Date of Award


Degree Type


Degree Name

Doctor of Philosophy (PhD)


Mechanical Engineering


R.L. Judd


D.S. Weaver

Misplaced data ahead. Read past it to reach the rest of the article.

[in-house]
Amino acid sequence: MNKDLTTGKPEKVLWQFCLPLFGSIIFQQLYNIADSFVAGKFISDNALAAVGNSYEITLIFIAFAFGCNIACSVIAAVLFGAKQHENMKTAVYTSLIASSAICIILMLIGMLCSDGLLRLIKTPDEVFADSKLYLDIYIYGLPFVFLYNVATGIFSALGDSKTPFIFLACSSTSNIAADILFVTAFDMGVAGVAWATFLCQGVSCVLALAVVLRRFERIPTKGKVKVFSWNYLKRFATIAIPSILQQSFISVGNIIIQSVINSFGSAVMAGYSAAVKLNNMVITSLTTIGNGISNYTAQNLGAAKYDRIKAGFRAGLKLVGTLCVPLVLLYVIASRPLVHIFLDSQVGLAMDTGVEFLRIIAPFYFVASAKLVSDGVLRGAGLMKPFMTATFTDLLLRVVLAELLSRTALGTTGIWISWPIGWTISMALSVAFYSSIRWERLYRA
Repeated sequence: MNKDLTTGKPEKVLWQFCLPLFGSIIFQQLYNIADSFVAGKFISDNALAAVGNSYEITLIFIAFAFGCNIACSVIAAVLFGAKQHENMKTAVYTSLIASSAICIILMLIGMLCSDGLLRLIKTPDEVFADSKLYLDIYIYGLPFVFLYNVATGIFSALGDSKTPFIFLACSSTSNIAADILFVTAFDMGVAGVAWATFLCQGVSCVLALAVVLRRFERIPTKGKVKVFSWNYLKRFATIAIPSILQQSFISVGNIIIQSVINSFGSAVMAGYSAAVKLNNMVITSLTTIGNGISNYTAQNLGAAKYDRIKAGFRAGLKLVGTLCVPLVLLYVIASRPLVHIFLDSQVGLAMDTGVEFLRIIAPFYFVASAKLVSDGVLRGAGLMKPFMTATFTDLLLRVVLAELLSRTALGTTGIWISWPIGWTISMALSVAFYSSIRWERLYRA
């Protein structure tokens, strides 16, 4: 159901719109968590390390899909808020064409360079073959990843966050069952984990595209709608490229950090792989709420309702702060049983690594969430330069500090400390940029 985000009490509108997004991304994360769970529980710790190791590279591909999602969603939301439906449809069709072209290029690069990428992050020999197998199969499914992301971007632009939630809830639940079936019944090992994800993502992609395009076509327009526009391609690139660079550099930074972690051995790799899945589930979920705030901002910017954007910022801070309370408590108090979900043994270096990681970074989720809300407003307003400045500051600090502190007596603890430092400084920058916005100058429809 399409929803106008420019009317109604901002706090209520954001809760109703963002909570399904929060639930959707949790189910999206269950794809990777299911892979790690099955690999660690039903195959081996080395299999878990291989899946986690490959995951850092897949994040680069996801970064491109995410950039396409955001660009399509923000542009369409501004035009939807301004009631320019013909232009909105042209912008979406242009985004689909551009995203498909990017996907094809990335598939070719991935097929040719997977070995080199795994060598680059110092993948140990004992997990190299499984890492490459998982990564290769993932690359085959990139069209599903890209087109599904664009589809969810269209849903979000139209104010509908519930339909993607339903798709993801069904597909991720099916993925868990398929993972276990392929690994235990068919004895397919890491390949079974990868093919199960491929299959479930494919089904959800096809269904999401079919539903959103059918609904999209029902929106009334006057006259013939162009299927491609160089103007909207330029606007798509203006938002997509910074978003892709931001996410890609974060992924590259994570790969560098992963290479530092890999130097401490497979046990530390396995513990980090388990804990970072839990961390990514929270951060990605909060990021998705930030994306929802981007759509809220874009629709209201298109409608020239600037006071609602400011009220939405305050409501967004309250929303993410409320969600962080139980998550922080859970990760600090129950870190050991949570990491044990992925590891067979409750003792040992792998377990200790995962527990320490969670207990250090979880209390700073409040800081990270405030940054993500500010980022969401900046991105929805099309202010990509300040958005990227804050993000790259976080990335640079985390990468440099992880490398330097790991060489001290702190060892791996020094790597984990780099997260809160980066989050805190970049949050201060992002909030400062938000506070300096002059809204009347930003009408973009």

This thesis reports on the investigation of flow induced vibration in heat exchanger tube arrays. This work is in support of nuclear steam generator design, where attention is focussed on the tubes in the upper U-bend region which are subjected to cross-flow, and are therefore most susceptible to the destructive effects of flow-induced vibration. Results for this study are reported for a dynamically scaled model tube array in a parallel triangular layout, with a pitch over diameter ratio of P/D = 1.44, mounted in a clamped-free arrangement. This tube bundle was subjected to single and two-phase cross-flows of refrigerant R-11. The main motivation of this work is to present experimental results on fluidelastic instability, the mechanism that usually causes the most damaging vibrations, and to make comparisons with other data on the basis of non-dimensional similitude parameters to determine the effect of using different fluid mixtures to simulate the actual steam-water flow in the steam generator. A new method is proposed for calculating the average fluid density and equivalent flow velocity of the two-phase fluid, using a newly developed void fraction model which accounts for the difference in velocity between the gas and liquid phases. The fluidelastic data of several researchers, who used a variety of fluids, is re-examined using this new void fraction model and the results show a remarkable difference in trend between two common flow regimes, bubbly and intermittent flow. The latest flow regime map, developed by other researchers for predicting the two-phase flow regimes in the shell-side cross-flows in tube bundles, was applied to the fluidelastic results. This analysis showed that the sudden change in stability behavior which appeared in various data sets were directly related to a predicted change in flow regime from bubbly to intermittent flow. The two-fluid model used in the fluidelastic data analysis was developed by the present author from experimental measurements of void fraction in the horizontal tube bundle using the gamma densitometer. Measurements of the damping effect of two-phase flows were obtained in the present study and are presented and compared with previous data using an existing analysis technique. Damping measurements showed that the tube damping peaks at about 75% to 80% HEM void fraction, and decreases at lower and especially higher void fraction. The turbulence buffeting response of the tubes was measured and from this the non-dimensional spectrum of turbulent forces was determined and compared with existing data. In single phase flow, the data of the present study appears to plot higher than the extensive data points of Taylor et al. (1996), but are mostly within the upper bound determined by Taylor and Pettigrew (1999). In two-phase flow, the turbulent forces were analysed according to the new data reduction method of deLangre and Villard (1998). (Abstract shortened by UMI.)

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